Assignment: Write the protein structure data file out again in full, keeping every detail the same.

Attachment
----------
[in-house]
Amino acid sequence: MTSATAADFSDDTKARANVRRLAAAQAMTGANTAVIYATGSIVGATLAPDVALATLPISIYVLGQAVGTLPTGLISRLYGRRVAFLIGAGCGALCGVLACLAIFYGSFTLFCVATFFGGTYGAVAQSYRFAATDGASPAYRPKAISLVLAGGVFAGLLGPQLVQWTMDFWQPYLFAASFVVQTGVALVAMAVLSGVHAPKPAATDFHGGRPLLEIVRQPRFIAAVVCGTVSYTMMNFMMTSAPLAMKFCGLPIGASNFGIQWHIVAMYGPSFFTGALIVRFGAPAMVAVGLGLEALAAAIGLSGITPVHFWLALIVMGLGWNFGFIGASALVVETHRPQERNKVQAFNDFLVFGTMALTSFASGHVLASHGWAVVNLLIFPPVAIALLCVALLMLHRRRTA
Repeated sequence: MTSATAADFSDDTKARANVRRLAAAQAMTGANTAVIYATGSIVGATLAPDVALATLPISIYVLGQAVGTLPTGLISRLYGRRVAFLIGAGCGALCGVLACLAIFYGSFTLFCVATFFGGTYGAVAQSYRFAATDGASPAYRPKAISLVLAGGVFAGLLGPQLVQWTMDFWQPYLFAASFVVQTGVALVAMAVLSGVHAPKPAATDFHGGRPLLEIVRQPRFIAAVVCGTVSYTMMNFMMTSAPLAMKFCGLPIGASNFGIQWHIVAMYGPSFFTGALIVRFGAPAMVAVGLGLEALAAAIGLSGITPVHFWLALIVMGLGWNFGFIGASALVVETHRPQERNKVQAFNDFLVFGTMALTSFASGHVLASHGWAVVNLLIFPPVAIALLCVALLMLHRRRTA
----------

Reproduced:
[in-house]
Amino acid sequence: MTSATAADFSDDTKARANVRRLAAAQAMTGANTAVIYATGSIVGATLAPDVALATLPISIYVLGQAVGTLPTGLISRLYGRRVAFLIGAGCGALCGVLACLAIFYGSFTLFCVATFFGGTYGAVAQSYRFAATDGASPAYRPKAISLVLAGGVFAGLLGPQLVQWTMDFWQPYLFAASFVVQTGVALVAMAVLSGVHAPKPAATDFHGGRPLLEIVRQPRFIAAVVCGTVSYTMMNFMMTSAPLAMKFCGLPIGASNFGIQWHIVAMYGPSFFTGALIVRFGAPAMVAVGLGLEALAAAIGLSGITPVHFWLALIVMGLGWNFGFIGASALVVETHRPQERNKVQAFNDFLVFGTMALTSFASGHVLASHGWAVVNLLIFPPVAIALLCVALLMLHRRRTA
Repeated sequence: MTSATAADFSDDTKARANVRRLAAAQAMTGANTAVIYATGSIVGATLAPDVALATLPISIYVLGQAVGTLPTGLISRLYGRRVAFLIGAGCGALCGVLACLAIFYGSFTLFCVATFFGGTYGAVAQSYRFAATDGASPAYRPKAISLVLAGGVFAGLLGPQLVQWTMDFWQPYLFAASFVVQTGVALVAMAVLSGVHAPKPAATDFHGGRPLLEIVRQPRFIAAVVCGTVSYTMMNFMMTSAPLAMKFCGLPIGASNFGIQWHIVAMYGPSFFTGALIVRFGAPAMVAVGLGLEALAAAIGLSGITPVHFWLALIVMGLGWNFGFIGASALVVETHRPQERNKVQAFNDFLVFGTMALTSFASGHVLASHGWAVVNLLIFPPVAIALLCVALLMLHRRRTA